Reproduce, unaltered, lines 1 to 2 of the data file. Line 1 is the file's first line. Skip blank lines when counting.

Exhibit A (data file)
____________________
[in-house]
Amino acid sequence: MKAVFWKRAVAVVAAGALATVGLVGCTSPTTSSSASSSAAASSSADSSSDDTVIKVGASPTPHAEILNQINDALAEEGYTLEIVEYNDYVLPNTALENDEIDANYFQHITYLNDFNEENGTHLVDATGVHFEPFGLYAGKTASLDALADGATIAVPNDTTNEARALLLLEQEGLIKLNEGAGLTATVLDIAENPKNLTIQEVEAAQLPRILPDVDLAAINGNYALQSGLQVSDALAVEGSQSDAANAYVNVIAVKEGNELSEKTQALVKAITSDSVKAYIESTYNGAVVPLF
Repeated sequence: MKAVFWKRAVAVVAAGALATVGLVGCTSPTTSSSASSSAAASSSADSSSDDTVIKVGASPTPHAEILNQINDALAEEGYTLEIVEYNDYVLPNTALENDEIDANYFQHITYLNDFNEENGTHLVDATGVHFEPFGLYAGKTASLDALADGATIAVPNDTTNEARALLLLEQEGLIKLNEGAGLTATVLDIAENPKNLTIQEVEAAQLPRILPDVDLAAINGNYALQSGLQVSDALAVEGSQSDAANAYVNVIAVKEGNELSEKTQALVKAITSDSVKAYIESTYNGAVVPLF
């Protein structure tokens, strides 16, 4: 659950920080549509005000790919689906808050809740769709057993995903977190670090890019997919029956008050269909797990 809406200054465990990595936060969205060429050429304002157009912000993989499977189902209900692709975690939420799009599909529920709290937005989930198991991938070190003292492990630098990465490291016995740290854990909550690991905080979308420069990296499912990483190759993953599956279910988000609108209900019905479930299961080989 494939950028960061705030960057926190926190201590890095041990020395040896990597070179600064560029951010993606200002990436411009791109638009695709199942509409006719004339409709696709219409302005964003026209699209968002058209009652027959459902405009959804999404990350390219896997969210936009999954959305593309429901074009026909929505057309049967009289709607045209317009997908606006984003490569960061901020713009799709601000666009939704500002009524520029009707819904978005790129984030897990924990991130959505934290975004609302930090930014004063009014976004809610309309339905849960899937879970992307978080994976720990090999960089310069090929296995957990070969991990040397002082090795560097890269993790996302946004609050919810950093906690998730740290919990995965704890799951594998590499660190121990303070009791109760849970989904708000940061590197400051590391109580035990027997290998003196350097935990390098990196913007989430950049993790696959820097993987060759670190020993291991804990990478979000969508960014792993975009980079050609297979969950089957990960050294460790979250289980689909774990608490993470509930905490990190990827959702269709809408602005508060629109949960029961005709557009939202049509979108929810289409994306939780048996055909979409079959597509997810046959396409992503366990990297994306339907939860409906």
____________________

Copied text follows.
[in-house]
Amino acid sequence: MKAVFWKRAVAVVAAGALATVGLVGCTSPTTSSSASSSAAASSSADSSSDDTVIKVGASPTPHAEILNQINDALAEEGYTLEIVEYNDYVLPNTALENDEIDANYFQHITYLNDFNEENGTHLVDATGVHFEPFGLYAGKTASLDALADGATIAVPNDTTNEARALLLLEQEGLIKLNEGAGLTATVLDIAENPKNLTIQEVEAAQLPRILPDVDLAAINGNYALQSGLQVSDALAVEGSQSDAANAYVNVIAVKEGNELSEKTQALVKAITSDSVKAYIESTYNGAVVPLF